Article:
The second reason I began my way back today is that I needed to kick my butt in gear is because I have been just dragging. Blame it on my thyroid (I am hypothyroid for several years now) or my difficultly in doing anything less than a 65 hour work week (for too many weeks in a row). I’m thinking that my not engaging in rigorous fitness is part of the reason. If I go to the gym, I get my eyes off the computer screen, which I am convinced more and more these days is taking a toll that we may not be aware of until it’s too late.
The third reason is that I had a full day of tedious, frustrating and boring admin work where I had to catch up on all emails, systems and controls, while building out an excel-google-word press project to jerry rig a calendar and notification system for our team players for the third time this year, thanks to our being handcuffed to a registration system that has huge holes. My plan is to work on that project, walk for one hour, return to the project, go back to the gym for boxing and yoga. A triple session – three hours in total.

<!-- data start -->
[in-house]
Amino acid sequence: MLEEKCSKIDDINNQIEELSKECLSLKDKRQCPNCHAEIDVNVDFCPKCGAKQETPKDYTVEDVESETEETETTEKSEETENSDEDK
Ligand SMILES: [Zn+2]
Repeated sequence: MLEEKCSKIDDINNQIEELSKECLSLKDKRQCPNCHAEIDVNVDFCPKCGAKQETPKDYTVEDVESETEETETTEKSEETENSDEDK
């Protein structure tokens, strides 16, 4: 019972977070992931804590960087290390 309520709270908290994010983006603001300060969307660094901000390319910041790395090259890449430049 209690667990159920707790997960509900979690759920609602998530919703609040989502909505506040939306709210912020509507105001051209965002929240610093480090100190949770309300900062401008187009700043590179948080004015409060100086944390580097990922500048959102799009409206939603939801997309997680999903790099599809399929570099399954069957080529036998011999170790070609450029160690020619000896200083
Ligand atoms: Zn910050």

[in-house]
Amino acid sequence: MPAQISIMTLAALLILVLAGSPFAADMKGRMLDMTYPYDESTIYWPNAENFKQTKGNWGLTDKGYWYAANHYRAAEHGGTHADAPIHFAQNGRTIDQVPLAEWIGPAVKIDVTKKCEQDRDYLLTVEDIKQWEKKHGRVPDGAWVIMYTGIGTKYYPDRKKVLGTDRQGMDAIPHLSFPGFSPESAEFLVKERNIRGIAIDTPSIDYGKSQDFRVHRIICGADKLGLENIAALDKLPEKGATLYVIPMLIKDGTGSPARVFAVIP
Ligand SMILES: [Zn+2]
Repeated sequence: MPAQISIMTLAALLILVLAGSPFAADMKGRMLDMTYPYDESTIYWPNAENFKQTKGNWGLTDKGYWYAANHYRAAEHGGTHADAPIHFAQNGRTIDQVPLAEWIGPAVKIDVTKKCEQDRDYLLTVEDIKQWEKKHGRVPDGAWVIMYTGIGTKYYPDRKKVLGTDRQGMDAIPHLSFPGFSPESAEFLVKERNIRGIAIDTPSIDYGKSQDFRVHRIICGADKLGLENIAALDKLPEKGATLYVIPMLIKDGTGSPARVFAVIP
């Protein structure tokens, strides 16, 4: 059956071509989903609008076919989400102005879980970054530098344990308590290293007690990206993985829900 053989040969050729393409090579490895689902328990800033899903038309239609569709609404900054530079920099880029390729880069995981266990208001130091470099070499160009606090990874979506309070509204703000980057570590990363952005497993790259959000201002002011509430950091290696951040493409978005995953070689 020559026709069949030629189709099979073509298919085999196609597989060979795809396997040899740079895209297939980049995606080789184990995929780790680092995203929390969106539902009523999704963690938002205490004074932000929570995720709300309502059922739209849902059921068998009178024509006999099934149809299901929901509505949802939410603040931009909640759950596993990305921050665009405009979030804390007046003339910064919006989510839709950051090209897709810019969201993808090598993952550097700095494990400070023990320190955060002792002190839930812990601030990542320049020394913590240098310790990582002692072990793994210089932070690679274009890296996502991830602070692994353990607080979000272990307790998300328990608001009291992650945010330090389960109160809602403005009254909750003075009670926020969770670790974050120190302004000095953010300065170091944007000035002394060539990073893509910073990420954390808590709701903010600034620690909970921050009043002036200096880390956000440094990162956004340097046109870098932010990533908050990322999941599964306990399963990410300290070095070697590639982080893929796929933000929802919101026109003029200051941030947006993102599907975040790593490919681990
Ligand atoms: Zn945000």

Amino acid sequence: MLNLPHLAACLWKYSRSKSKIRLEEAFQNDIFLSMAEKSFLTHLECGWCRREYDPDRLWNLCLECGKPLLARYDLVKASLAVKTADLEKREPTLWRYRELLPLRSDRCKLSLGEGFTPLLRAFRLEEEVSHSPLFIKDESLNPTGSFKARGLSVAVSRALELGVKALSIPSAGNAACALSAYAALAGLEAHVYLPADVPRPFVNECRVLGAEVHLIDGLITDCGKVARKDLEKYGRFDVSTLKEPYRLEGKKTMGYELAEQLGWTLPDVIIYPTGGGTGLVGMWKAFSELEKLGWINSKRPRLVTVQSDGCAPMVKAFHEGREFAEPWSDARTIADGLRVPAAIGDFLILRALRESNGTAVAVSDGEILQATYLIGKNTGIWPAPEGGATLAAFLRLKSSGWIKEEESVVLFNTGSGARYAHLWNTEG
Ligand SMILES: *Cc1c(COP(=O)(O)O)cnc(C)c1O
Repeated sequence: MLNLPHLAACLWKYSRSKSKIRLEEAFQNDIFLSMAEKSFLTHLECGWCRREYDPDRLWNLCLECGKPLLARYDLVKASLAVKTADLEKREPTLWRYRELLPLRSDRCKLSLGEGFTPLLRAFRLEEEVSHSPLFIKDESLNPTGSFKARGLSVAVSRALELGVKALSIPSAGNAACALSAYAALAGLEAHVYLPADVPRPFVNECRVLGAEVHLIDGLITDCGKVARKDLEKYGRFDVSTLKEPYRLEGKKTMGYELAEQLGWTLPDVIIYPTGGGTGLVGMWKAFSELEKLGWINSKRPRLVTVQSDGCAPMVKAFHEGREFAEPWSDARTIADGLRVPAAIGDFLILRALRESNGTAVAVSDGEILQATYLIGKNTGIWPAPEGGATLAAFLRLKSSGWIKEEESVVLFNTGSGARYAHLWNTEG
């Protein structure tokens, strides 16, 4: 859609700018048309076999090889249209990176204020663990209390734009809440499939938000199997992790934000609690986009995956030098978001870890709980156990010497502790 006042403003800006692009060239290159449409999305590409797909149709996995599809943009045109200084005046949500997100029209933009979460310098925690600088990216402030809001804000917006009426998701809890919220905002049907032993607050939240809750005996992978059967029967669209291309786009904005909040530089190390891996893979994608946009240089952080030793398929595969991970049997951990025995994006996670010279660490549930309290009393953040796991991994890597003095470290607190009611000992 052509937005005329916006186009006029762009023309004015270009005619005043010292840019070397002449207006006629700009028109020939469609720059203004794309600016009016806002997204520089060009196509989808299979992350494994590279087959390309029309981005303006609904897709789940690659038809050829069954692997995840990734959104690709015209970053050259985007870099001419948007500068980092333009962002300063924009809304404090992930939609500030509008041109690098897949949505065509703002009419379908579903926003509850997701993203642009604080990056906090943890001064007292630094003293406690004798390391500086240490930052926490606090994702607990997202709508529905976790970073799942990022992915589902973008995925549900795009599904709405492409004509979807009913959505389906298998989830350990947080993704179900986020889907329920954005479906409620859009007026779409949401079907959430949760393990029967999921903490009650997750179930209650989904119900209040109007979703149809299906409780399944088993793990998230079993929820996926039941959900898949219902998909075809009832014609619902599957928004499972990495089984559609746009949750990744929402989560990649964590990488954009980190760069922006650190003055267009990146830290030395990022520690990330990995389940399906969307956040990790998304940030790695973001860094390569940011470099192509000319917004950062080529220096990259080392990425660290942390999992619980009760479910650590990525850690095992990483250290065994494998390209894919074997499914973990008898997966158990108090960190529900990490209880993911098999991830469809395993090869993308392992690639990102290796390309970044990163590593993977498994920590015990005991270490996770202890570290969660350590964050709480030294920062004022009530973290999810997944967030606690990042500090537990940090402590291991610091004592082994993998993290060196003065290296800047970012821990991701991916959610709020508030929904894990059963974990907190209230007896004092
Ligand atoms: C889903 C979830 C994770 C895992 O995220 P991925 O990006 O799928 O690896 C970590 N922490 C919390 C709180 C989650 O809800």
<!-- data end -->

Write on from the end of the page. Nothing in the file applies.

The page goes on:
I start on the treadmill, which is so boring to me that I have to turn on Telemundo and practice my Spanish. I understand the news fairly well that I insist on challenging myself by watching Casa Cerrado (Case Closed), which is a Judge Judy. I’m following all the drama between a woman and her ex, then a third party comes on the scene and literally gets in a tussle with the male. Fight is broken up, and I think I’ve got the drama all worked out on a bad relationship that got worse thanks to an evil brother. Then judge slams the gavel, makes her ruling for the female, which makes me happy. Then she exits holding hands with the defendant, her ex-husband or boyfriend, who ten minutes ago was causing her a lifetime of distress. I’m totally lost and confused or maybe that’s how it was supposed to end. I look up and there’s Chamique walking in the gym. She waves. I think I’m really cool. Seriously. It’s the equivalent of Michael Jordan walking in the gym and waving. Yet I’m walking on a treadmill watching Telemundo with my glasses on.